One year ago we looked at things to come in 2015. One of those things we’re still waiting on, but most of them came to pass and improved what it meant to get around on Capitol Hill by public transit.
Let’s look ahead at what’s to come this year, which promises to be even bigger:
- Capitol Hill Station opens: Okay, you knew this was coming. But a 3-minute trip to Husky Stadium or Westlake? This will be the biggest game changer Capitol Hill has seen in years. Look for service to begin in mid-March. And the next stops on the Link light rail extension plan, University District, Roosevelt, and Northgate, are only 5 years away at that. If you recall Twice Sold Tales getting the boot for Capitol Hill station, you know how fast that time can fly.
- Changes in the bus system: After most of the ideas to improve bus service on Capitol Hill by reducing duplication with light rail and attempting to better serve the station were pretty much all but destroyed, for good or for bad, there are a few changes coming to bus service in late March. The 43 will see its service reduced by quite a bit, to peak only, peak direction, and the new route 10 will take over for it between Bellevue Ave and 15th Ave. That being said, almost every single bus on Capitol Hill right now is running more frequently thanks to Seattle voters who passed Prop 1 in November 2014. Service is pretty dang frequent on the 49, 48, and 10 even if all of those routes don’t quite connect in the way that would benefit the neighborhood in the long term.
- Pronto bike share begins a new phase of expansion: After being taken over by the city’s transportation department, the 2016 city budget includes $5 million to expand the system. Some of this expansion will likely take place in 2016 but expect more to follow. Currently the system covers most of Capitol Hill, but there are some notable gaps. An area ripe for seeing expansion: the Central District and North Capitol Hill. With so many bus routes not quite getting to Capitol Hill station, Pronto can be great last-mile booster and we’ll be covering how well it is integrated as a full-fledged transit mode. The Move Seattle levy voters passed last November will also pay for several new bike lanes and neighborhood greenway corridors that will make getting around by bike more of an option for a wider range of people.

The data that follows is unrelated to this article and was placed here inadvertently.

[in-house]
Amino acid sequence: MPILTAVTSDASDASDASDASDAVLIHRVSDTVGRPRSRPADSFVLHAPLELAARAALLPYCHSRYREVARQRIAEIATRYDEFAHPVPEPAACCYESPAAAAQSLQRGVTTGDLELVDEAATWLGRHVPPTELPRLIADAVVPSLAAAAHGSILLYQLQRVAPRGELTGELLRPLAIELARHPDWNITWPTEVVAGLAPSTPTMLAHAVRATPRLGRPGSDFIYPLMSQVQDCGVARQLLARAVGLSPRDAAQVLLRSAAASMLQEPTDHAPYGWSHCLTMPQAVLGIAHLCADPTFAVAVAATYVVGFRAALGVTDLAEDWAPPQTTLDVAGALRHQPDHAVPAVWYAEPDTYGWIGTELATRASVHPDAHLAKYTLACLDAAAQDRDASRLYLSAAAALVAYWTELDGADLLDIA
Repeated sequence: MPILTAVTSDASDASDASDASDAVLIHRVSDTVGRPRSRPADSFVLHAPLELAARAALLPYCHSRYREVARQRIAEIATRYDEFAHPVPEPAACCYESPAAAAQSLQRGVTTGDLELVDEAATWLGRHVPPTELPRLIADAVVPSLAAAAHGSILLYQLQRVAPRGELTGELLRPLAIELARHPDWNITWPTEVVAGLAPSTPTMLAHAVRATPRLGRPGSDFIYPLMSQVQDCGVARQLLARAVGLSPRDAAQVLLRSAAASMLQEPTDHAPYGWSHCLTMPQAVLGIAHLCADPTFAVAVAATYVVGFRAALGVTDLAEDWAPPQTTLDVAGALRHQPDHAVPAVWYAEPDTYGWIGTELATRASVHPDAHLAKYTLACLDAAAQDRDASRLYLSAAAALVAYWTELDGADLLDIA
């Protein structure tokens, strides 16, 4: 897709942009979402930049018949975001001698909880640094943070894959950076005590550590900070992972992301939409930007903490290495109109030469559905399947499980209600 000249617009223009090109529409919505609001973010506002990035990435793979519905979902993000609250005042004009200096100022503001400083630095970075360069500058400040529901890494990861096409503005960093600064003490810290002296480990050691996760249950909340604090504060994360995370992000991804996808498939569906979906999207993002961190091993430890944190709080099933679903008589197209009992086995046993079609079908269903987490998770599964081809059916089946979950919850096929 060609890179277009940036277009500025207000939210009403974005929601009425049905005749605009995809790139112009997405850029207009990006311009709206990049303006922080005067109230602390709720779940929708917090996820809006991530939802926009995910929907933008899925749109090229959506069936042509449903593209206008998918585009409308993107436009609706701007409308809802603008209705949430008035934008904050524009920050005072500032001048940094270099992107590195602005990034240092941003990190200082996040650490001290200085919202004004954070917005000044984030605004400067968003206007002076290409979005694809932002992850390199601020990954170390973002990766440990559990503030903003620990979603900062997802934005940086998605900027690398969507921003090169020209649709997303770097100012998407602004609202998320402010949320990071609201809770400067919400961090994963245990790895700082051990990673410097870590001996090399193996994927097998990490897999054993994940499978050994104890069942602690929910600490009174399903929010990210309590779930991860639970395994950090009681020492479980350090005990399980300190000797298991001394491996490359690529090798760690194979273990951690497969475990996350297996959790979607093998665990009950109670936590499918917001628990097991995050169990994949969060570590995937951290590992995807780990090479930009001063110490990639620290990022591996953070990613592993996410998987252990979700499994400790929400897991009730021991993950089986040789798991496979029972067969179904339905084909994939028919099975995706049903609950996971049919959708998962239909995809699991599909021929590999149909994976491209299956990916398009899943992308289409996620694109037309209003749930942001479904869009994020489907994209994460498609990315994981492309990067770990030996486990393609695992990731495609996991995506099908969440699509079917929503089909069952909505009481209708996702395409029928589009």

Oh yeah… the First Hill Streetcar: With a slew of improvements being put in right now to improve its sister streetcar, the South Lake Union Line, and a possible center city connector on the way that could merge them into one line, soon enough the delays in construction will be forgotten and the dim sum express will be ready to pick you up.
As Capitol Hill grows and the options for public transit also expand, we’ll continue to report on what’s being done to make our neighborhood accessible for all who live here and those who visit. Cheers to a good 2016, Capitol Hill transit riders.